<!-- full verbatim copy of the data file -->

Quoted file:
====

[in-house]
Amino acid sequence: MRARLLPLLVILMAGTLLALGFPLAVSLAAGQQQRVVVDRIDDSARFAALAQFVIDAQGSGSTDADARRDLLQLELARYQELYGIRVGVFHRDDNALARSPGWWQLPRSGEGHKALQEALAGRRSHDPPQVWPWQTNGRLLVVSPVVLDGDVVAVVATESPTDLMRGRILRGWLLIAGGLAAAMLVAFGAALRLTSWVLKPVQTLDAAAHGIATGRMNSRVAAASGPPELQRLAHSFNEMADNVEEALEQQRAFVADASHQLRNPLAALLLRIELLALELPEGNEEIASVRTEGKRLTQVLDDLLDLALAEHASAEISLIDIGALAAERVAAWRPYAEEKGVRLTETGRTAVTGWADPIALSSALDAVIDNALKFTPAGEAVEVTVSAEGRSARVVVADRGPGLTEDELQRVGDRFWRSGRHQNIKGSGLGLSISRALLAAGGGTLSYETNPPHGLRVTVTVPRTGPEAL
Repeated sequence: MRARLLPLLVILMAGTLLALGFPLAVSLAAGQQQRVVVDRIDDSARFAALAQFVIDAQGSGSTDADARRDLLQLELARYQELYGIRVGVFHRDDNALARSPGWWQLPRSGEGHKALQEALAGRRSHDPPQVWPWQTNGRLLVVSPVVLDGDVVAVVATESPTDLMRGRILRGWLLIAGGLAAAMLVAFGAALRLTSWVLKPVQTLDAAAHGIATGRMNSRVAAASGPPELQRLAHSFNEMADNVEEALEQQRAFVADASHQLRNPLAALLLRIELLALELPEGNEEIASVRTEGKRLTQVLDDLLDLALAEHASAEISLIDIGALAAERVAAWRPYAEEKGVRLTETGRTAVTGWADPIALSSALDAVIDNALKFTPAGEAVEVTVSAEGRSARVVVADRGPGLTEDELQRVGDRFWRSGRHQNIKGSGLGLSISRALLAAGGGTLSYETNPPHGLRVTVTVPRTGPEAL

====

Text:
[in-house]
Amino acid sequence: MRARLLPLLVILMAGTLLALGFPLAVSLAAGQQQRVVVDRIDDSARFAALAQFVIDAQGSGSTDADARRDLLQLELARYQELYGIRVGVFHRDDNALARSPGWWQLPRSGEGHKALQEALAGRRSHDPPQVWPWQTNGRLLVVSPVVLDGDVVAVVATESPTDLMRGRILRGWLLIAGGLAAAMLVAFGAALRLTSWVLKPVQTLDAAAHGIATGRMNSRVAAASGPPELQRLAHSFNEMADNVEEALEQQRAFVADASHQLRNPLAALLLRIELLALELPEGNEEIASVRTEGKRLTQVLDDLLDLALAEHASAEISLIDIGALAAERVAAWRPYAEEKGVRLTETGRTAVTGWADPIALSSALDAVIDNALKFTPAGEAVEVTVSAEGRSARVVVADRGPGLTEDELQRVGDRFWRSGRHQNIKGSGLGLSISRALLAAGGGTLSYETNPPHGLRVTVTVPRTGPEAL
Repeated sequence: MRARLLPLLVILMAGTLLALGFPLAVSLAAGQQQRVVVDRIDDSARFAALAQFVIDAQGSGSTDADARRDLLQLELARYQELYGIRVGVFHRDDNALARSPGWWQLPRSGEGHKALQEALAGRRSHDPPQVWPWQTNGRLLVVSPVVLDGDVVAVVATESPTDLMRGRILRGWLLIAGGLAAAMLVAFGAALRLTSWVLKPVQTLDAAAHGIATGRMNSRVAAASGPPELQRLAHSFNEMADNVEEALEQQRAFVADASHQLRNPLAALLLRIELLALELPEGNEEIASVRTEGKRLTQVLDDLLDLALAEHASAEISLIDIGALAAERVAAWRPYAEEKGVRLTETGRTAVTGWADPIALSSALDAVIDNALKFTPAGEAVEVTVSAEGRSARVVVADRGPGLTEDELQRVGDRFWRSGRHQNIKGSGLGLSISRALLAAGGGTLSYETNPPHGLRVTVTVPRTGPEAL